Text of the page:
Girl Scouts turn 100, offer new cookie

Published 12:15 pm Saturday, March 3, 2012

As part of a 100-year celebration, the Girl Scouts are offering a new lemon cookie called Savannah Smiles. -- Brandi Hagen/Albert Lea Tribune

There is a new Girl Scouts cookie. This year consumers have the option of a new lemon-flavored cookie. They are called Savannah Smiles and are being offered in celebration of the Girl Scouts’ centennial.

The 2012 cookie selling season is in full swing for the Girl Scouts in the Council of Minnesota and Wisconsin River Valleys.

Local Scout leader MaChar Kingstrom said the name of the cookie was chosen in honor of Juliette Gordon, the woman who founded their parent organization, Girl Scouts of the USA in Savannah, Ga., in 1912.

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Kingstrom said the cookies have been a good fit.

“Whenever we get a new cookie, people like to try them,” she said. “They are very tart and sweet at the same time.”

Sara Danzinger, the public relations manager for Girl Scouts of Minnesota and Wisconsin River Valleys, said eventually the Savannah Smiles may become a permanent choice, but for now it’s exclusively for 2012 as part of the centennial celebration.

“It’s doing well, but of course we always have the loyalists in the top three and chocolate lovers,” Danzinger said.

The top three flavors the Girl Scouts sell are Thin Mints, Samoas and Tagalongs.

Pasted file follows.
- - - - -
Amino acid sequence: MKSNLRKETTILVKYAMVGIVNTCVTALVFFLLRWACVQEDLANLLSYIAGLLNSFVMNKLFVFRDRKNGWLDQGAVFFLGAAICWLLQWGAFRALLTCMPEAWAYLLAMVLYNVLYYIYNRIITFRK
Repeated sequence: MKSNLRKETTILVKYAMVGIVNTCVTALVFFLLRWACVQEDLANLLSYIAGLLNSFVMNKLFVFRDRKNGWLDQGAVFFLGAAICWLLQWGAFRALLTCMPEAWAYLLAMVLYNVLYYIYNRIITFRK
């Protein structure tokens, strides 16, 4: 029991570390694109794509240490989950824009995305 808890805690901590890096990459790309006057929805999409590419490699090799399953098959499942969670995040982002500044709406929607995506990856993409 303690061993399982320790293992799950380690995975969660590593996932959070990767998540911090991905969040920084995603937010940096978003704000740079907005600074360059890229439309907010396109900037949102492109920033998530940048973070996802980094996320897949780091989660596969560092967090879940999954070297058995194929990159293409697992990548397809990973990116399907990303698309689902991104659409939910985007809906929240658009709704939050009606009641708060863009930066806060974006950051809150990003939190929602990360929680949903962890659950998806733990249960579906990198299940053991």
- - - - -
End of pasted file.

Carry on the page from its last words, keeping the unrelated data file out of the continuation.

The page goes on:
Danzinger said last year the Minnesota and Wisconsin River Valleys council was the No. 1 cookie seller, at 5.4 million boxes sold.

The new cookie is just one part of the 100-year celebration, though. On March 10 and 11, there will be 50,000 Girl Scouts, alumni, volunteers and family taking part in the Great Girl Gathering at the Mall of America.

Danzinger said the gathering allows the Girl Scouts to highlight some of their programs.

“We’re more than cookies, crafts and camping,” Danzinger said. “For the 100th anniversary we’re really taking the opportunity to change people’s perceptions about girl scouting.”

Kingstrom said the Girl Scouts are more about teaching girls leadership roles, embracing the fact that they are women and celebrating the diversity among themselves.

“It’s exciting, fun, and challenging,” said Kingstrom, who has been a leader for nine years. “Sometimes I see a bigger picture they’re not seeing.”

Kingstrom said the girls develop relationships that make them want to help each other to shine.

Besides the Great Girl Gathering and the cookie sales, there will be two more large events going on for the Girl Scouts this year.

The second will be on April 21. There will be a centennial awards gala at the Minneapolis Convention Center to honor 100 local Girl Scout alumni.

The third will take place on Oct. 13.

“It is a celebration of our commitment to service,” Danzinger said.

The Girl Scouts will work with the Fresh Water Society to clean storm drains and educate the public about not dumping into them. Danzinger said it is estimated that by the Girl Scouts doing the project for one day it will save the state of Minnesota $6 million.

The cookie sales run through March 25 and the girls are offering eight varieties to choose from including the new Savannah Smiles.